Sexy Sidenote: According to a 2010 Indiana University study, 85 per cent of men claim their female partners achieved orgasm during their last sexual encounter, while only 64 per cent of women report having hit the big “O.” Ladies, stop faking it! Men, find the clitoris!
“Indecision” | XKCD
answers on p. 11 (CUP) — Puzzles provided by BestCrosswords.com. Used with permission.
“Mission to Culture” | XKCD
Across 1- Ancient Palestinian; 7- Embrace; 10- Cereal grain; 14- Fit with clothes; 15- Clean air org.; 16- Actress Garr; 17- Evaluate; 18- East Lansing sch.; 19- _ Rhythm; 20- Given to vituperation; 23Word with panel or energy; 26- After taxes; 27- Ascends; 28- I smell _!; 29- Prince Valiant’s son; 30- IV units; 31- Skill; 33- Bingo!; 34- Gasteyer of “Saturday Night Live”; 37- Shoebox letters; 38- Mom-andpop org.; 39- June honoree; 40- Bit; 41- “Treasure Island” monogram; 42- Black gold; 43- Aromatic herb; 45- Fall from grace; 46- PC monitor; 47- Bedouin; 48- Month of showers; 51- Not for a Scot; 52- Licorice-like flavoring; 53- Standing alone; 56- Needless bustle; 57- Help; 58- Recompense for hardship; 62- Monogram ltr.; 63- Hindu honorific; 64- Sort of; 65- Lawless character; 66- Blue; 67Fashions Down 1- 7th letter of the Greek alphabet; 2- Airline to Oslo; 3- Bro’s counterpart; 4- Lift up; 5- Polite refusal; 6- Formerly, formerly; 7- Made of cannabis; 8- Overturn; 9- Massive wild ox; 10- Inflammation of the ear; 11- Protection; 12- Valuable collection; 13- Locations; 21- Fantastic; 22- Area with coinoperated games; 23- More secure; 24- Bay window; 25- Back streets; 29- Sean of “The Lord of the Rings”; 30- Graph; 32- Mars; 33- Worshiped; 34- Pong maker; 35- Grannies; 36- Maker of Photoshop; 44- Gangplank; 45- Midday nap; 46- Frank; 48- Attach; 49- Dried plum; 50- Gum; 51- Currency unit in Nigeria; 52- Concerning; 54- Soviet news service; 55- Coloured part of the eye; 59- Hole maker; 60Actress Charlotte; 61- Bad start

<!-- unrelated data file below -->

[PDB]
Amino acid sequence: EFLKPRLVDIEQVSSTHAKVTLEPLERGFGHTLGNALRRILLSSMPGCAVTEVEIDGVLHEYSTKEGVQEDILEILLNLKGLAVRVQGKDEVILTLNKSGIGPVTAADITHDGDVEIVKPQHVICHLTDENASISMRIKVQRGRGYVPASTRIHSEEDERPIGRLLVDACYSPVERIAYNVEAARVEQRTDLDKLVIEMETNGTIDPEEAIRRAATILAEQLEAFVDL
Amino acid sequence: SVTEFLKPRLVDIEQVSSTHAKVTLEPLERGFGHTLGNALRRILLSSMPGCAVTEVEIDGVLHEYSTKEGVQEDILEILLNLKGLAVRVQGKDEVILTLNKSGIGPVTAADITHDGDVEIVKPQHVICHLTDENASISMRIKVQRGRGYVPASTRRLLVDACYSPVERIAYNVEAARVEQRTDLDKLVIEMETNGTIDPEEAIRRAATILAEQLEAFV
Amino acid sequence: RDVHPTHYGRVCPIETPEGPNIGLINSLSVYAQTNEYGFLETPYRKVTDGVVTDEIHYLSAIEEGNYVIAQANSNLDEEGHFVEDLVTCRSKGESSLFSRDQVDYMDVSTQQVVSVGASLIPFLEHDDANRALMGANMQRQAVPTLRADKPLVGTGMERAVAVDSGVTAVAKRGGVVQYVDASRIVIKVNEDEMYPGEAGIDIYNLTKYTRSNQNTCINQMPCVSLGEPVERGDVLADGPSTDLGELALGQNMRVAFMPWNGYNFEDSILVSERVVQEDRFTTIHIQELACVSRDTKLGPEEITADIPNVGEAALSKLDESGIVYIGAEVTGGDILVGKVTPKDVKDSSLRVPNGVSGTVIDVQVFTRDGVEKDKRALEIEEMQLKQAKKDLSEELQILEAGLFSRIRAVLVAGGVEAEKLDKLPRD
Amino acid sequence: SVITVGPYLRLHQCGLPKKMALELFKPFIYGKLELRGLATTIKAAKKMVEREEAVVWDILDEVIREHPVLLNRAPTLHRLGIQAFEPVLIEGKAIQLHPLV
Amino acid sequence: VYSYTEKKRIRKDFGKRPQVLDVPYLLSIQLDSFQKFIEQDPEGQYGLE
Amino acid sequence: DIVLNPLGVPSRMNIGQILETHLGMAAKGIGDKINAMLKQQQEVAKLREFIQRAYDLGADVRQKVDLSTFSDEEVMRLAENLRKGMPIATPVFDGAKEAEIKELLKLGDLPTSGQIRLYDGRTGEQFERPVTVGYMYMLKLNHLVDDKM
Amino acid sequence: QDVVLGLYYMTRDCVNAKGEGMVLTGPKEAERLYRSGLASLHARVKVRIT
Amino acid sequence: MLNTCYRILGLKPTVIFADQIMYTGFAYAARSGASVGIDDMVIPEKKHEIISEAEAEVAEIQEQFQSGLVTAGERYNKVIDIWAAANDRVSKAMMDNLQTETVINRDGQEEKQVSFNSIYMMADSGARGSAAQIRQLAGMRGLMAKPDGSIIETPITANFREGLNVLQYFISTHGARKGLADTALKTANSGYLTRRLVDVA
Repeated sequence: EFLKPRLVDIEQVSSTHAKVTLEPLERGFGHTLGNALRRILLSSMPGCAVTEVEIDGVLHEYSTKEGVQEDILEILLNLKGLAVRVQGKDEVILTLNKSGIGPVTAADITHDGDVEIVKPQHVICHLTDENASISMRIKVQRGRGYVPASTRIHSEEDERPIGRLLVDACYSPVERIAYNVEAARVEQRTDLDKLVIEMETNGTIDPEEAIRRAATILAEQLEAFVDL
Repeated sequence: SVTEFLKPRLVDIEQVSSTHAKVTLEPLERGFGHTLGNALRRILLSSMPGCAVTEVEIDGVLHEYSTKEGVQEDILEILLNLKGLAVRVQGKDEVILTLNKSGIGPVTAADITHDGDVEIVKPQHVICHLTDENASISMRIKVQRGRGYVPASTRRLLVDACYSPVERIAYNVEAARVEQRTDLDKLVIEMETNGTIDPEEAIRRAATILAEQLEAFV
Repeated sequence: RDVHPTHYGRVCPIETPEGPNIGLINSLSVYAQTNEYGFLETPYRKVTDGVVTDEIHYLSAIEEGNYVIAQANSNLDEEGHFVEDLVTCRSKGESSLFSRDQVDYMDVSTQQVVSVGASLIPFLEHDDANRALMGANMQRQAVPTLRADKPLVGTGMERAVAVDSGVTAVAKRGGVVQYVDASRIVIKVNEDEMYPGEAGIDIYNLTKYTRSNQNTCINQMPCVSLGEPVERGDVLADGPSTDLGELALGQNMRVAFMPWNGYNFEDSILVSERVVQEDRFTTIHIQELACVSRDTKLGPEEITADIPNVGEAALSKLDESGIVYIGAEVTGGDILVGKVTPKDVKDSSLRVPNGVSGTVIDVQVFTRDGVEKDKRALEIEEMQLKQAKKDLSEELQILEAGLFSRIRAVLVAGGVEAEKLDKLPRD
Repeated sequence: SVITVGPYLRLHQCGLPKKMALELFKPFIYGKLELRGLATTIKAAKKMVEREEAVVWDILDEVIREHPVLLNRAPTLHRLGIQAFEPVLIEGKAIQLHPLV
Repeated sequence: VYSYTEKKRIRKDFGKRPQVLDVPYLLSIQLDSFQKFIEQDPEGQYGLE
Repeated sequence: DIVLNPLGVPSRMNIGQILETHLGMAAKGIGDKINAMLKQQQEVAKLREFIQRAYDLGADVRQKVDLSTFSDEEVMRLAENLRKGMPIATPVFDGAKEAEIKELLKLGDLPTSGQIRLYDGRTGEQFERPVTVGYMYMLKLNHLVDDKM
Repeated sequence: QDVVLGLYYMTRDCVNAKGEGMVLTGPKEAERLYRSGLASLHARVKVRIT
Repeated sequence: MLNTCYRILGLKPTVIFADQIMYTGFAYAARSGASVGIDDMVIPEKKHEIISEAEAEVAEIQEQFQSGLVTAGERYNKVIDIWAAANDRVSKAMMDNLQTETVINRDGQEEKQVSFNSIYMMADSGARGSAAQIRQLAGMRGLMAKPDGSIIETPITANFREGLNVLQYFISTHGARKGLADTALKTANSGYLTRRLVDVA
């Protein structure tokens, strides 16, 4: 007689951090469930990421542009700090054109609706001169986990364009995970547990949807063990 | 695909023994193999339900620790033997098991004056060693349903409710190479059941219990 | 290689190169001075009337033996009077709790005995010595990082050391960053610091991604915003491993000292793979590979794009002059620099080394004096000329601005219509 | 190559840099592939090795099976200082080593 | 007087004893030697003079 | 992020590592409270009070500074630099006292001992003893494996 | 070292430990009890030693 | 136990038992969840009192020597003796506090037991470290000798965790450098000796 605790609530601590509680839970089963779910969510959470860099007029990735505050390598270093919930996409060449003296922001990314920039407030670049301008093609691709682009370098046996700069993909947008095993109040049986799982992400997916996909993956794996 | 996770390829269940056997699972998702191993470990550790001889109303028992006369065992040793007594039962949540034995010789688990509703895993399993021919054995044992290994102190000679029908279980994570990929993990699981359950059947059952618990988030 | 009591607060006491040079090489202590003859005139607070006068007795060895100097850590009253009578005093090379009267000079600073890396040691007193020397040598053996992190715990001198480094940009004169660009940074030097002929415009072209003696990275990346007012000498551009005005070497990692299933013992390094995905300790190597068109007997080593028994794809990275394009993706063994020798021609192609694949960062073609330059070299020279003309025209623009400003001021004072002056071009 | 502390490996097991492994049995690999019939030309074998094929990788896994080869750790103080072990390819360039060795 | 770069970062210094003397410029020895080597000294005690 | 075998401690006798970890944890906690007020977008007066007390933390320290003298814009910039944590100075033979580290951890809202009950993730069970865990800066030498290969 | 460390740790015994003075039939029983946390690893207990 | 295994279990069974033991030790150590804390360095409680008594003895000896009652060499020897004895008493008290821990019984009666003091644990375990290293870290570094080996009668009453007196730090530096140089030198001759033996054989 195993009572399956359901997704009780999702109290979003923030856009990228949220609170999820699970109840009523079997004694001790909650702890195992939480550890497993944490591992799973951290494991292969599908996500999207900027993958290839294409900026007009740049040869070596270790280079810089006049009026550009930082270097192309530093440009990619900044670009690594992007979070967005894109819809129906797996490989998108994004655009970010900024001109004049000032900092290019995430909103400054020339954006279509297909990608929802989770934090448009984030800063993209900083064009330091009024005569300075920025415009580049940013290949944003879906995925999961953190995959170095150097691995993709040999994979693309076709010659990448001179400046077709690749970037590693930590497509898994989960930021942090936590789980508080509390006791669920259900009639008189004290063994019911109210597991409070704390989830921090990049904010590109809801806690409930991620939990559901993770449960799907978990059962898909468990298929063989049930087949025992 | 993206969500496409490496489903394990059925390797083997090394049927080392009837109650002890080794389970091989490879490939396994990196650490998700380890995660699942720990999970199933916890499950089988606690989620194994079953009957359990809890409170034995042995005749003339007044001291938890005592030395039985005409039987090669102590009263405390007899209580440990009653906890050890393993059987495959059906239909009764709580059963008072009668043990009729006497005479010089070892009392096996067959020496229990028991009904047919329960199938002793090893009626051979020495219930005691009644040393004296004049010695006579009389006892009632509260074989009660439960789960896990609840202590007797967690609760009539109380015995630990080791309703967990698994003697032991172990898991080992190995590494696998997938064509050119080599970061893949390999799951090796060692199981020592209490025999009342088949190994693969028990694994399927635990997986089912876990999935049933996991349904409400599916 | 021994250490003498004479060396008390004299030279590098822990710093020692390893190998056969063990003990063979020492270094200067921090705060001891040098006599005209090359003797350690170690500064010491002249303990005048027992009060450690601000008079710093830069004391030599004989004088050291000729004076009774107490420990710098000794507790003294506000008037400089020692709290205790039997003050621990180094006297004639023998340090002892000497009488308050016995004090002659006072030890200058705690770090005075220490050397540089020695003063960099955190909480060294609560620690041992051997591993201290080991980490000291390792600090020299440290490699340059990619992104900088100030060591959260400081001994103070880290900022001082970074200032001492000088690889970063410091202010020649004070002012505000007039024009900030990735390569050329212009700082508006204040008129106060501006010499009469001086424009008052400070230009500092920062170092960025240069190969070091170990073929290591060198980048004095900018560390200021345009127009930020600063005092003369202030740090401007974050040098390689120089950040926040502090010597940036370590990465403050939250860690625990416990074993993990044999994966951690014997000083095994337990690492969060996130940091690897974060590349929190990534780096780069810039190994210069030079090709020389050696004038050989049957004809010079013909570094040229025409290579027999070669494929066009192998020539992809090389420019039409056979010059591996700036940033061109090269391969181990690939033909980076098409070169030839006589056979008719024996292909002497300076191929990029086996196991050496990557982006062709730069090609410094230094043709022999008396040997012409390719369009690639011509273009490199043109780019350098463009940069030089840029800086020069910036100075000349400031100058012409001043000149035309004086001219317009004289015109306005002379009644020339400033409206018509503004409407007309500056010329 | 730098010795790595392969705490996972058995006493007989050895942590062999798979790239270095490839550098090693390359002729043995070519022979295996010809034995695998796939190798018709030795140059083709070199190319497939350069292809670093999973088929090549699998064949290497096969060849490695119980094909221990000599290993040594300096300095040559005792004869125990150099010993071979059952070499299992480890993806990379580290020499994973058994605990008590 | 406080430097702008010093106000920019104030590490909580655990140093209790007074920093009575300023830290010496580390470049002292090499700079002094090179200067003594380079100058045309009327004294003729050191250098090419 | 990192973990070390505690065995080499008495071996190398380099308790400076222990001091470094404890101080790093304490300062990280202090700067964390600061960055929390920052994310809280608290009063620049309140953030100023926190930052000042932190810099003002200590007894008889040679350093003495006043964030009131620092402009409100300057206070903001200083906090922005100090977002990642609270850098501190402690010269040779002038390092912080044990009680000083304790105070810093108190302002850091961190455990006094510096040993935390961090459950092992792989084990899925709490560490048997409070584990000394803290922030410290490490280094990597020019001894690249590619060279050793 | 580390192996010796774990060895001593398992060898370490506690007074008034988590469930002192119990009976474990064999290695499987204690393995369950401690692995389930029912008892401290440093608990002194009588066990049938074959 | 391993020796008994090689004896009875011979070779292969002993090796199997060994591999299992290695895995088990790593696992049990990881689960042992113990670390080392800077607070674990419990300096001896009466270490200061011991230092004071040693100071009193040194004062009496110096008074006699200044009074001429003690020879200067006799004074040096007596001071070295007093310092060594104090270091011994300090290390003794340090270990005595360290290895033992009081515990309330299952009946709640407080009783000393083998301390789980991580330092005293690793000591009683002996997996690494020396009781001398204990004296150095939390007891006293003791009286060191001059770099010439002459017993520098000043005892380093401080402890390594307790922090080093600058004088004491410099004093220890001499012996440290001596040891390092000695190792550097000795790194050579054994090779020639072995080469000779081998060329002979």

It happened this week in history
1996 THE FULCRUM We report that the dean of the social sciences faculty at the U of O, Henry Edwards, has resigned after being arrested for the attempted murder of his mother.
1935 OTTAWA William Lyon Mackenzie King is sworn in as prime minister.
1990 CANADA Canadian Wayne Gretzky of the Los Angeles Kings scores his 2,000th NHL career point in a game against the Winnipeg Jets.
1929 THE WORLD The New York Stock Exchange suffers its most devastating crash in what comes to be known as “Black Thursday.”
OPINIONS Jaclyn Lytle | firstname.lastname@example.org | (613) 562-5258
Asking for it? Clothes can’t constitute consent Natalie Tremblay | Fulcrum Staff
A RECENT TREND in criminal justice may be of interest to our female readers—or anyone amused by the ridiculous decisions made by some of our fellow human beings. Apparently, in some countries, if a woman is wearing skinny jeans at the time of a sexual assault, then her rapist is absolved of any of criminal guilt. Courts have ruled that skinny jeans are too difficult for an attacker to remove from a victim without her assistance and, it is thus assumed, the alleged victims must be aiding their attackers in removing their own clothes. While I have heard from a few male friends that jeans don’t permit as easy access for sexual activity as, let’s say, a skirt or dress, the idea that wearing a certain article of clothing implies consent is both absurd and unfounded. The increasingly popular skinnyjeans defence has been used in South Korea and Australia. The argument that